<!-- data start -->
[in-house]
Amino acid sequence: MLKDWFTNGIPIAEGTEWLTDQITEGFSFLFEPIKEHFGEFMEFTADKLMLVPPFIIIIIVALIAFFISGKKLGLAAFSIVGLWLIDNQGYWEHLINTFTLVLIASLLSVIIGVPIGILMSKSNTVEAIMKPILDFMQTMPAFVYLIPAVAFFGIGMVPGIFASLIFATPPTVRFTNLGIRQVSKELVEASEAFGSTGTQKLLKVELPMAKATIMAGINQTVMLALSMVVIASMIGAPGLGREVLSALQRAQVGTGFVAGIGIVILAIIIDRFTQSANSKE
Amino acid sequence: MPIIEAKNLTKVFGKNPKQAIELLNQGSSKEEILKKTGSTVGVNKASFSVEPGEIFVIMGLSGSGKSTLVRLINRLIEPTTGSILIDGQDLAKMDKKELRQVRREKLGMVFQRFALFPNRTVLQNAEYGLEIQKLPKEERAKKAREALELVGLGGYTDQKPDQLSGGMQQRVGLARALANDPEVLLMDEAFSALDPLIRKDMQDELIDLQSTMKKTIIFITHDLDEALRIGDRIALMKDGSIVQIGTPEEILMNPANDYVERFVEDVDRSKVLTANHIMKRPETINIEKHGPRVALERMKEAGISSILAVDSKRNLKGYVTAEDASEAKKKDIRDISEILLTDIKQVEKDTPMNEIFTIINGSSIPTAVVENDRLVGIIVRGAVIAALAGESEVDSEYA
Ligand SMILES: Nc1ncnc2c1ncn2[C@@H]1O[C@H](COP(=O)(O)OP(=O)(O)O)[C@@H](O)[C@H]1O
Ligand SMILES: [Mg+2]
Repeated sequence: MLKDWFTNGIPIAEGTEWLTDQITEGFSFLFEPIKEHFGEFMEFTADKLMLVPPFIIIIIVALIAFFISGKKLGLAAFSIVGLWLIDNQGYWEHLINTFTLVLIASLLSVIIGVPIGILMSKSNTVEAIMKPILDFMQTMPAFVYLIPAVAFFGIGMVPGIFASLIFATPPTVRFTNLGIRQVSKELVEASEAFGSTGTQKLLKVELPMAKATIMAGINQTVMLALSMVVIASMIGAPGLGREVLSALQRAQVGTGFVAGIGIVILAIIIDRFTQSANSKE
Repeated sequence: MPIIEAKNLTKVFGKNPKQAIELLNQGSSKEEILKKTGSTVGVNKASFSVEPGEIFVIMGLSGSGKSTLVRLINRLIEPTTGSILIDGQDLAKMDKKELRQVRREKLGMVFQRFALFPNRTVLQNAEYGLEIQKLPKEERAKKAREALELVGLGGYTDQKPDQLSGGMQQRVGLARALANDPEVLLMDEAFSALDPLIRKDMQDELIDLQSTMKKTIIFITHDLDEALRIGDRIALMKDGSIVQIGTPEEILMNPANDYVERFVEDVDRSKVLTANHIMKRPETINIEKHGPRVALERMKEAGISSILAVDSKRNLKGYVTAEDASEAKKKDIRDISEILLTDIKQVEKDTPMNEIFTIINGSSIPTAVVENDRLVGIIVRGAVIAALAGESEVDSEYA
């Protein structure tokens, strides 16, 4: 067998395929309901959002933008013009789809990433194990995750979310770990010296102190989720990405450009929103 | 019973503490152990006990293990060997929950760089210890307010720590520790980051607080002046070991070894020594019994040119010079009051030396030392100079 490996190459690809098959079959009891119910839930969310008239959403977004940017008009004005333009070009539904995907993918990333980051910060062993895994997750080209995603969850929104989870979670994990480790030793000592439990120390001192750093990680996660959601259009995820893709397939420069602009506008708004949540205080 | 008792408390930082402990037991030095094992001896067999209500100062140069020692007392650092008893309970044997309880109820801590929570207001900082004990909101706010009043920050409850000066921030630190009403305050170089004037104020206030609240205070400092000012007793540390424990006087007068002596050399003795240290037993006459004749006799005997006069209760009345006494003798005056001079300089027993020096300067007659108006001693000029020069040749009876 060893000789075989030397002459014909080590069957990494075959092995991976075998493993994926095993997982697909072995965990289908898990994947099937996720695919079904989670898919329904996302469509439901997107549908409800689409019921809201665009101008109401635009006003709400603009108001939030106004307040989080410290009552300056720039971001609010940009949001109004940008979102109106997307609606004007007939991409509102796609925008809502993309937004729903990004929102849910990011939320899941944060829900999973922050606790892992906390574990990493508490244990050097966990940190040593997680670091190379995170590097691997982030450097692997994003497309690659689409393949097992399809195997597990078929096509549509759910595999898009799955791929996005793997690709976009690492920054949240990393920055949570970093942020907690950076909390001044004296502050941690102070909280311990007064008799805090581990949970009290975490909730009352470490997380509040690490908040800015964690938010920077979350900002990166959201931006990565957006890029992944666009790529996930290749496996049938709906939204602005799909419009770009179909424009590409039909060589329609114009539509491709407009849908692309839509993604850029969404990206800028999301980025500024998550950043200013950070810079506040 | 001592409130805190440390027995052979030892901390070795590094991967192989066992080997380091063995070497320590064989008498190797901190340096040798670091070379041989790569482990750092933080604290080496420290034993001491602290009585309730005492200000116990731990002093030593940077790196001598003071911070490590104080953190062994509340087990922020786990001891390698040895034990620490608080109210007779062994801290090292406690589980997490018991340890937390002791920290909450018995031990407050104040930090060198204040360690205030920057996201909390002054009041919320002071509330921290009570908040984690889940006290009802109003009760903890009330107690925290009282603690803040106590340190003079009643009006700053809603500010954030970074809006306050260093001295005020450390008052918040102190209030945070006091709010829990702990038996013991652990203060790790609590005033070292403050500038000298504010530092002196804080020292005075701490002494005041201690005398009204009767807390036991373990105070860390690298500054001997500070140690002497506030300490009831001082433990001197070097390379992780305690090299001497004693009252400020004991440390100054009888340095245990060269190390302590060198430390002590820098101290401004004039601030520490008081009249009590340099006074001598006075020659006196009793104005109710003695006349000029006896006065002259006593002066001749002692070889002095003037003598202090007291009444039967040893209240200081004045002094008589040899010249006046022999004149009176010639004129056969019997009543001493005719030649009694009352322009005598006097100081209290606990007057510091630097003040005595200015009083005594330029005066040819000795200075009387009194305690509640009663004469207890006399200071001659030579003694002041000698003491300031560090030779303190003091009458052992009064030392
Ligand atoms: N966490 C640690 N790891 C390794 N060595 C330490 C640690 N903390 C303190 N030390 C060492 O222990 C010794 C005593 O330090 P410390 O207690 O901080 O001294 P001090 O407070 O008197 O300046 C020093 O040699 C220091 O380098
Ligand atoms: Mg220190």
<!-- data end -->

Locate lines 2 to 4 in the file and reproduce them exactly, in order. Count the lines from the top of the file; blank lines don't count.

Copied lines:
Amino acid sequence: MLKDWFTNGIPIAEGTEWLTDQITEGFSFLFEPIKEHFGEFMEFTADKLMLVPPFIIIIIVALIAFFISGKKLGLAAFSIVGLWLIDNQGYWEHLINTFTLVLIASLLSVIIGVPIGILMSKSNTVEAIMKPILDFMQTMPAFVYLIPAVAFFGIGMVPGIFASLIFATPPTVRFTNLGIRQVSKELVEASEAFGSTGTQKLLKVELPMAKATIMAGINQTVMLALSMVVIASMIGAPGLGREVLSALQRAQVGTGFVAGIGIVILAIIIDRFTQSANSKE
Amino acid sequence: MPIIEAKNLTKVFGKNPKQAIELLNQGSSKEEILKKTGSTVGVNKASFSVEPGEIFVIMGLSGSGKSTLVRLINRLIEPTTGSILIDGQDLAKMDKKELRQVRREKLGMVFQRFALFPNRTVLQNAEYGLEIQKLPKEERAKKAREALELVGLGGYTDQKPDQLSGGMQQRVGLARALANDPEVLLMDEAFSALDPLIRKDMQDELIDLQSTMKKTIIFITHDLDEALRIGDRIALMKDGSIVQIGTPEEILMNPANDYVERFVEDVDRSKVLTANHIMKRPETINIEKHGPRVALERMKEAGISSILAVDSKRNLKGYVTAEDASEAKKKDIRDISEILLTDIKQVEKDTPMNEIFTIINGSSIPTAVVENDRLVGIIVRGAVIAALAGESEVDSEYA
Ligand SMILES: Nc1ncnc2c1ncn2[C@@H]1O[C@H](COP(=O)(O)OP(=O)(O)O)[C@@H](O)[C@H]1O